I know far too many people, a few that I still love, deeply, to this day, who are consumed with anger and hate. In some cases, they destroy everything that they come into contact with: good, bad, and in-between; until eventually their hate and resentments lead them to destroy themselves.

I’m all for insisting upon accountability and justice from those that I would consider to be my enemies and generally as hateful and abusive individuals, but, I’ve also learned that it is not to my benefit or for my good to destroy my own chances at happiness and joy because of what someone else did or said that harmed me or others. I cannot live my life wallowing and drowning in the inadequacies and transgressions of others who seem or who actually are oblivious to their own brokenness and failures.

Approaching the age of fifty, I have learned that living in this way – caught in the grip of my past and pain – will keep me from seeing the beauty in life, the sunsets, the people and the places that I never could have imagined.

I walked out of the movie, Black Panther, being keenly aware of how important it is to heal from the losses and tragedies of the past (and even those that I encounter here in the present).

If we are ever going to be useful to ourselves and a gift to others, including the next generation, these actions, the evolution of self and letting go of hate, are what we must take the time to embrace before our time is up.

© 2018 annalise fonza, Ph.D.

A Cautionary Note on Surviving Abuse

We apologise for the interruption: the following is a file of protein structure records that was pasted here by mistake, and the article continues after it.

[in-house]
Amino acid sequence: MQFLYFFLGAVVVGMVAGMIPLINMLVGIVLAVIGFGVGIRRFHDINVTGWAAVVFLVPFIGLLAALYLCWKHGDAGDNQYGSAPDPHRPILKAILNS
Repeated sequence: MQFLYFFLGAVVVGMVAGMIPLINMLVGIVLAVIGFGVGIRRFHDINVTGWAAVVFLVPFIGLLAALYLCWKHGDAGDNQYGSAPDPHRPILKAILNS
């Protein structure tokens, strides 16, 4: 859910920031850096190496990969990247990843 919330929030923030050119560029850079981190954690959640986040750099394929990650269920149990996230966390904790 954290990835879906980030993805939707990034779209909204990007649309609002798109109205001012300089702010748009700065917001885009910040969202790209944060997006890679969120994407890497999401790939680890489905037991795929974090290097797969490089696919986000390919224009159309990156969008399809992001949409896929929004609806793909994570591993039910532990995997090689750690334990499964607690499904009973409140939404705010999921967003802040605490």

Careful, that you don’t become just like those who failed you with hate, anger, and abuse.

You deserve a life that is truly free from their madness and confusion.

Just getting away from them is not enough.

Letting them go and surviving the trauma is also refusing to carry your abuser’s self-destructive thoughts and ways around inside of you.

© 2018 annalise fonza, Ph.D.

Finding “The Strength to Love”: MLK Jr. Day 2018!

One of the most admirable character traits of Dr. Martin Luther King Jr. is that he was not a hateful or divisive man. He was a man who routinely embraced and expressed love, even when it was not the popular or convenient thing to do. Dr. King was not a man of anger and hate, and I truly admire that.

The person that you become in life is up to you and you alone. Going forward, find “the strength to love.” Resist the urge to hate or be consumed with anger. We honor and celebrate Dr. King by being a loving people, even in the face of hate.

© 2018 annalise fonza, Ph.D.

N/B: Indeed, the use of “Strength to Love,” is an allusion to Dr. Martin Luther King Jr.’s 1963 publication, Strength to Love, published by Harper & Row.